Lake Powell Water Levels Hit Historic Low. What Happens Now?

Lake Powell's water levels have just reached a historic low, amplifying the need for urgent water policy changes.

On February 14, the Colorado River reservoir dropped to a historic low of 3,522.16 feet above sea level. It then continued to decline to 3,521.77 feet as of February 18.

This is the lowest Lake Powell's water levels have been since the man-made lake was first filled in the 1960s, not long after its construction.

The low water levels are not a surprise. Lake Powell—which sits on the Colorado River in Utah and Arizona—is just one reservoir in a dire situation due to the southwestern megadrought.

Lake Powell has been drying up since the drought began in 2000. Lake Powell is formed by the Glen Canyon Dam, which provides water and electricity for millions living in the locality.

Lake Powell in 2017
Lake Powell in 2022
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Two satellite photos show Lake Powell in 2017, and 2022. In 2022, the lake is significantly smaller, due to the ongoing megadrought.

The fear among officials is that if the lake's water levels keep dropping at the current rate, they could dead pool levels of 3,370 feet. At this point water would no longer flow past the dam, causing hydropower operations to cease.

The lake's levels fluctuate seasonally with rainfall and snowpack flowing down from the Colorado Rockies, but the drought has made these weather patterns less frequent and harder to predict.

The snowpack has been significantly above average in recent months due to a particularly cold winter. However, there is only so much snowpack to go around. Lake Powell is a companion to Lake Mead, another Colorado River reservoir on the border between Nevada and Arizona. Lake Mead's water levels are also rapidly declining and in dire need of replenishment.

If the situation continues, the Hoover Dam—which forms the reservoir—could stop working.

Lake Powell's target elevation is 3,525 feet. It has now dropped below this several times. It first dropped below this level in March 2022, and again in December 2022.

Water levels are only set to keep declining. The lake is set to reach its lowest point this year in April, dropping to 3,519.01 feet, according to a study released by the Bureau of Reclamation.

So now a new historic low has been reached, what happens next?

The government has previously implemented initiatives to top up Lake Powell, but that has not stopped it from drying up.

Experts agree that urgent water policy reform is needed to protect the Colorado River reservoirs. As the drought rages on, water from Lake Powell is being used more quickly than it can replenish itself.

States from the Colorado River Compact—Arizona, California, Colorado, New Mexico, Nevada, Utah, and Wyoming—will have to come up with a plan. In January, all Colorado river states other than California—which is proposing its own agreement—signed an agreement pleading to conserve 1.5 million acre feet of water for the next two years.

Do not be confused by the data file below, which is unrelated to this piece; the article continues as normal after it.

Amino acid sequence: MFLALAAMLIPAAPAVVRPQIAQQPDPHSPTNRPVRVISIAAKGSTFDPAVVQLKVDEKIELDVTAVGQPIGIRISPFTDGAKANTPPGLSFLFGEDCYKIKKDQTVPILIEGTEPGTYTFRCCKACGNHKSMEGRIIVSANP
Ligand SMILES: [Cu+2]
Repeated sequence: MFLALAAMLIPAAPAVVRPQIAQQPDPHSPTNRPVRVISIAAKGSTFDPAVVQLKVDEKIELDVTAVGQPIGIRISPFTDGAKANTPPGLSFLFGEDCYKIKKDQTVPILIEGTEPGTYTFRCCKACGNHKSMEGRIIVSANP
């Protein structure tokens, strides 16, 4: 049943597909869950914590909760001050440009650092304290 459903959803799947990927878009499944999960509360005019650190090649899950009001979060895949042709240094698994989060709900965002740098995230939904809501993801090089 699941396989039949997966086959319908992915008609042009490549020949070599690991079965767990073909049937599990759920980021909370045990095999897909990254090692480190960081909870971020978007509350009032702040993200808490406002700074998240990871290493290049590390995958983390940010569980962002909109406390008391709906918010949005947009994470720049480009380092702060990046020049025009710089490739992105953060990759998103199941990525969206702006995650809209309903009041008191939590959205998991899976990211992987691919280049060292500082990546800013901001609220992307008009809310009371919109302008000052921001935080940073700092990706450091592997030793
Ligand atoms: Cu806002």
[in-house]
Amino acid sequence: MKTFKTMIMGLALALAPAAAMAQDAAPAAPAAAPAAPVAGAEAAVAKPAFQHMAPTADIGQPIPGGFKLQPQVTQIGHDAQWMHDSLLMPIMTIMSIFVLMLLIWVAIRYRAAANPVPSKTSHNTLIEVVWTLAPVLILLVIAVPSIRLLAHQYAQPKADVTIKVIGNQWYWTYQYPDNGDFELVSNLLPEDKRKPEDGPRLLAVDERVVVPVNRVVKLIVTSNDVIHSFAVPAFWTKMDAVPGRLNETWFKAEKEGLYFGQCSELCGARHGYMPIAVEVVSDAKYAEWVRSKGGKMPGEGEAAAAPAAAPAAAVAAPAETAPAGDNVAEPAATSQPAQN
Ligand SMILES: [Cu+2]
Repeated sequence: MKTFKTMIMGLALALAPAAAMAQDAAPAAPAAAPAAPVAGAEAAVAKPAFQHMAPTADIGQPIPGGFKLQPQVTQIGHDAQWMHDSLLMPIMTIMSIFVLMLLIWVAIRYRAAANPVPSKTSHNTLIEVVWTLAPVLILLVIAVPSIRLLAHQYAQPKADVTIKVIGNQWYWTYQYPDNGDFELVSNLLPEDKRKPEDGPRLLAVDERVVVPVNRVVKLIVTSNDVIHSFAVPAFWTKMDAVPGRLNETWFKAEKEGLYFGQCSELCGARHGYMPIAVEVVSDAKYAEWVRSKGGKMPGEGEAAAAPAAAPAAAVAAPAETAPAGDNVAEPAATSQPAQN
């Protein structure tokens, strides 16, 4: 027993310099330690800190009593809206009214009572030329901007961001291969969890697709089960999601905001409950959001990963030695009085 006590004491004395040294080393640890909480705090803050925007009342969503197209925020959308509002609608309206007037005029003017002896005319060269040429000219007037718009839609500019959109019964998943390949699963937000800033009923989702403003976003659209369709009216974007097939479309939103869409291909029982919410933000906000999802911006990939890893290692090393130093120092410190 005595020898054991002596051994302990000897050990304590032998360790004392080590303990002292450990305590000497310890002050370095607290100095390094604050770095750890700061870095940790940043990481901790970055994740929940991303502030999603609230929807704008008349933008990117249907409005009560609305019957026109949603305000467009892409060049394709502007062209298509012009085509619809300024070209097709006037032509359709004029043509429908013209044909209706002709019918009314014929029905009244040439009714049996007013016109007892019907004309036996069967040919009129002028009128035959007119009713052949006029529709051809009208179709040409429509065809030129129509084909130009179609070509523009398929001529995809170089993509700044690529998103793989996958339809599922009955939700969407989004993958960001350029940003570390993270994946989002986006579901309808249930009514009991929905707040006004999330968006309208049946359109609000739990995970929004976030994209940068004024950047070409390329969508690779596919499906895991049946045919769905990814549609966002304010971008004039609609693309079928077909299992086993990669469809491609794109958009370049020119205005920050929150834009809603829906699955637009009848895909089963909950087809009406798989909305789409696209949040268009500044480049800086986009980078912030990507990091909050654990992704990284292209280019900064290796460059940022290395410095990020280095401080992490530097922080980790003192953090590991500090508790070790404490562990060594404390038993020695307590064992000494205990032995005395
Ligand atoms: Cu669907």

But officials from the Bureau of Reclamation—which has been keeping an eye on Lake Powell's water levels—say that at least 2 to 4 million acre feet needs to be conserved in order to keep Glen Canyon Dam functioning properly.

The Bureau is likely to issue a mandate for water conservation soon.

Jennifer Pitt, director of the Audubon's Colorado River Program, previously told Newsweek: "In the short term, Colorado River water users need to figure out how to use less water. There is broad agreement that water uses need to be reduced by about 30%, but there's not yet agreement about who should use less. Seven states in the U.S. and two in Mexico rely on water from the Colorado. Laws, treaties, and court decisions, some dating back more than a century, govern water allocations. But these laws have never been used to define such big water shortages, so the federal Bureau of Reclamation has started a process to sort it out."

Experts have put the ongoing megadrought down to climate change. This means in the long term, there also needs to be initiatives in place that will prevent climate change from worsening.

"In the longer term, as climate change continues to warm the region, the problem will get worse, so reducing carbon emissions has to be part of the solution as well," Pitt said.

Much of life in the southwest exists as it does today because of the dams along the Colorado River. If Glen Canyon Dam and Hoover Dam were to no longer function, life would never be the same.

Eric Balken, executive director of the environmental advocacy group Glen Canyon Institute, told local news that it is time for the surrounding states to begin planning for a future where Glen Canyon Dam is not functioning.

"I think it would be foolish for us not to at least study the idea of fully phasing out that reservoir because it just is becoming more and more likely that it's going to drop into a dead pool scenario," Balken said.

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